It sends Avenger-on-the-run Natasha on an espionage-tinged quest as she unravels a conspiracy linked to her past, in the wake of 2016's Captain America: Civil War.
Black Widow was directed by Cate Shortland, whose previous movies include the dramas Somersault and Lore, as well as the 2017 thriller Berlin Syndrome. Black Widow is her first MCU project, and I stayed up late in London to talk to her over Zoom as she started her day in Australia.
We steered clear of spoilers, but we touched on the pandemic's impact on production, the collaborative aspects of Marvel Studios and how a Coen brothers classic influenced Natasha's first encounter with one of the movie's villains.
I thoroughly enjoyed the movie -- I didn't want it to end, which I guess is the highest compliment. Did it change at all due to the delay? Or has it been in the can since 2020?
Shortland: It's been in the can. It took longer to finish because we were in separate houses; we couldn't be in the same room. And all the digital effects labs started closing because of COVID, so we were shuffling visual effects around to different people. The whole process took longer because of it. But we finished and we just haven't touched it for a year.
How do you feel about the simultaneous Disney Plus and theatrical release, since that wasn't the original plan?
Ultimately, I want people to watch it in a cinema if they can do it safely. These films are designed to be enjoyed in a cinema with an audience -- a community -- with beautiful sound. That's the ultimate. But because of the situation we find ourselves in, it's great that some people can watch it at home on Disney Plus.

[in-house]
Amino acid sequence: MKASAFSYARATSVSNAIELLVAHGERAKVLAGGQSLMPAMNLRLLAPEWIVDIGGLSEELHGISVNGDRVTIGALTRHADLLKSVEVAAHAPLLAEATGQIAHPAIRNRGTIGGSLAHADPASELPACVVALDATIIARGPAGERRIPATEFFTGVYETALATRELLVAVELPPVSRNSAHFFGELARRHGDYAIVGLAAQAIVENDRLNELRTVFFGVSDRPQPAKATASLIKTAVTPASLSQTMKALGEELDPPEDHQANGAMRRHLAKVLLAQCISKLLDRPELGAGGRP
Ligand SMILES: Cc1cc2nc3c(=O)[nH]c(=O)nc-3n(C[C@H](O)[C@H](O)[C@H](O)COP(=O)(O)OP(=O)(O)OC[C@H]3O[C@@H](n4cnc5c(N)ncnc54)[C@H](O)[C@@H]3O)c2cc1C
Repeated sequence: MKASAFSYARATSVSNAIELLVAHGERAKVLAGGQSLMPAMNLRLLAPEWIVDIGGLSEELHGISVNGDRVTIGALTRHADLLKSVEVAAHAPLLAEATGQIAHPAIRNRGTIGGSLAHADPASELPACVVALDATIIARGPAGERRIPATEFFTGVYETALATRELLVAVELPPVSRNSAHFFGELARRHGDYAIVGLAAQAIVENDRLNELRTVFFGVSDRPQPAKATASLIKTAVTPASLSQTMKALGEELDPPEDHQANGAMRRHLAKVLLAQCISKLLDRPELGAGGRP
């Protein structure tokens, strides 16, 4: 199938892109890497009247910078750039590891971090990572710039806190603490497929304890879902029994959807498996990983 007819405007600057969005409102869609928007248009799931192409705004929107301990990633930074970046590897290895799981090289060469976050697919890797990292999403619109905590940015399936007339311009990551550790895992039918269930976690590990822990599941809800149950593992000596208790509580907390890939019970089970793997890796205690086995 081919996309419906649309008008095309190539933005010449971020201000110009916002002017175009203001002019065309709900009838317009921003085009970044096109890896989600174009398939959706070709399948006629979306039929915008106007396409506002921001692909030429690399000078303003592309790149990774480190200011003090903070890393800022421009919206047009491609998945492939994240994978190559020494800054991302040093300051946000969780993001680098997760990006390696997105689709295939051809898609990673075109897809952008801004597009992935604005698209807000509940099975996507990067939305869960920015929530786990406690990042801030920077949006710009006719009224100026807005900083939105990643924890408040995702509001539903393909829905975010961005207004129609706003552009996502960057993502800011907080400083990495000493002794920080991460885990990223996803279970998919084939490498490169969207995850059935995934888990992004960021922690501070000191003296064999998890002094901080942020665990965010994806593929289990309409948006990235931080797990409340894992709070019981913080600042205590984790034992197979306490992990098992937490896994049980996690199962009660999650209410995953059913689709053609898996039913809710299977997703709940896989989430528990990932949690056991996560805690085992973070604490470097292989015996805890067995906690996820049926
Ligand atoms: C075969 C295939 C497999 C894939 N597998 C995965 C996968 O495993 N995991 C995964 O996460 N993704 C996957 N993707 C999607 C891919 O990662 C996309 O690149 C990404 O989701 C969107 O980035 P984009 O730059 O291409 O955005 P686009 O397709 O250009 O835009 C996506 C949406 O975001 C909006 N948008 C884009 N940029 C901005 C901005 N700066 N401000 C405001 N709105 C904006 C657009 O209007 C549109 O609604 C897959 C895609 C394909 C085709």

Which action movies had the most influence on you as you made Black Widow?
The film that I watched the most was No Country for Old Men, even though it isn't an action movie. But it's so beautiful how the Coen brothers create suspense in stillness and the rhythm of it. That was really influential for the Taskmaster moment when he pulls up on the bridge and he's walking towards her.
I also love [Mission: Impossible - Rogue Nation and Fallout director] Christopher McQuarrie's work, and he was really generous. He spoke to me on the phone when I was in pre-production, about working with choreographers and second-unit directors -- how to make it a team and make sure that everybody's making the same film.